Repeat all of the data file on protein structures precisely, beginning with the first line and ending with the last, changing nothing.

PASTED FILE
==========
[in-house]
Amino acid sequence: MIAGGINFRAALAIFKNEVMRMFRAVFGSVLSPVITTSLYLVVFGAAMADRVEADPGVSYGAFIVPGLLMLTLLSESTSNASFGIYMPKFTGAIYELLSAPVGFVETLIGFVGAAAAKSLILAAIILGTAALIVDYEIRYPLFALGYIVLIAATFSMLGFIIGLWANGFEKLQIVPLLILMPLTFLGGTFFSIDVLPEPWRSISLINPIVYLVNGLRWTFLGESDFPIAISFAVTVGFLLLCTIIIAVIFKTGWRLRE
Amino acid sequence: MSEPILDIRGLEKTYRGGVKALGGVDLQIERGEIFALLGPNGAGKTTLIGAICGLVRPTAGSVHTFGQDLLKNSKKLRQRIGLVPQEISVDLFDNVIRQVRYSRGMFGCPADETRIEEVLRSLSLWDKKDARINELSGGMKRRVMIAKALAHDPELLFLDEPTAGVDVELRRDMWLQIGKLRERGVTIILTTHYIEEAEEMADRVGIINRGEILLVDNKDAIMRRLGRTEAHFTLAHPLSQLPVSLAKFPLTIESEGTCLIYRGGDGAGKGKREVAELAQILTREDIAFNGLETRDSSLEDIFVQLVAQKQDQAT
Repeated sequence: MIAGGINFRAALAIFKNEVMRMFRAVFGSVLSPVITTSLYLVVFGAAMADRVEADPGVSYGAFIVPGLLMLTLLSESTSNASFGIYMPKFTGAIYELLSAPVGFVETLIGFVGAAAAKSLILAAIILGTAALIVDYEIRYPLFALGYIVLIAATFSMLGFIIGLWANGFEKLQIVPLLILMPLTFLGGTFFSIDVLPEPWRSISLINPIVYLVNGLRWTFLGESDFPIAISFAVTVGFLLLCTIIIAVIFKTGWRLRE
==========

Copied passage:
[in-house]
Amino acid sequence: MIAGGINFRAALAIFKNEVMRMFRAVFGSVLSPVITTSLYLVVFGAAMADRVEADPGVSYGAFIVPGLLMLTLLSESTSNASFGIYMPKFTGAIYELLSAPVGFVETLIGFVGAAAAKSLILAAIILGTAALIVDYEIRYPLFALGYIVLIAATFSMLGFIIGLWANGFEKLQIVPLLILMPLTFLGGTFFSIDVLPEPWRSISLINPIVYLVNGLRWTFLGESDFPIAISFAVTVGFLLLCTIIIAVIFKTGWRLRE
Amino acid sequence: MSEPILDIRGLEKTYRGGVKALGGVDLQIERGEIFALLGPNGAGKTTLIGAICGLVRPTAGSVHTFGQDLLKNSKKLRQRIGLVPQEISVDLFDNVIRQVRYSRGMFGCPADETRIEEVLRSLSLWDKKDARINELSGGMKRRVMIAKALAHDPELLFLDEPTAGVDVELRRDMWLQIGKLRERGVTIILTTHYIEEAEEMADRVGIINRGEILLVDNKDAIMRRLGRTEAHFTLAHPLSQLPVSLAKFPLTIESEGTCLIYRGGDGAGKGKREVAELAQILTREDIAFNGLETRDSSLEDIFVQLVAQKQDQAT
Repeated sequence: MIAGGINFRAALAIFKNEVMRMFRAVFGSVLSPVITTSLYLVVFGAAMADRVEADPGVSYGAFIVPGLLMLTLLSESTSNASFGIYMPKFTGAIYELLSAPVGFVETLIGFVGAAAAKSLILAAIILGTAALIVDYEIRYPLFALGYIVLIAATFSMLGFIIGLWANGFEKLQIVPLLILMPLTFLGGTFFSIDVLPEPWRSISLINPIVYLVNGLRWTFLGESDFPIAISFAVTVGFLLLCTIIIAVIFKTGWRLRE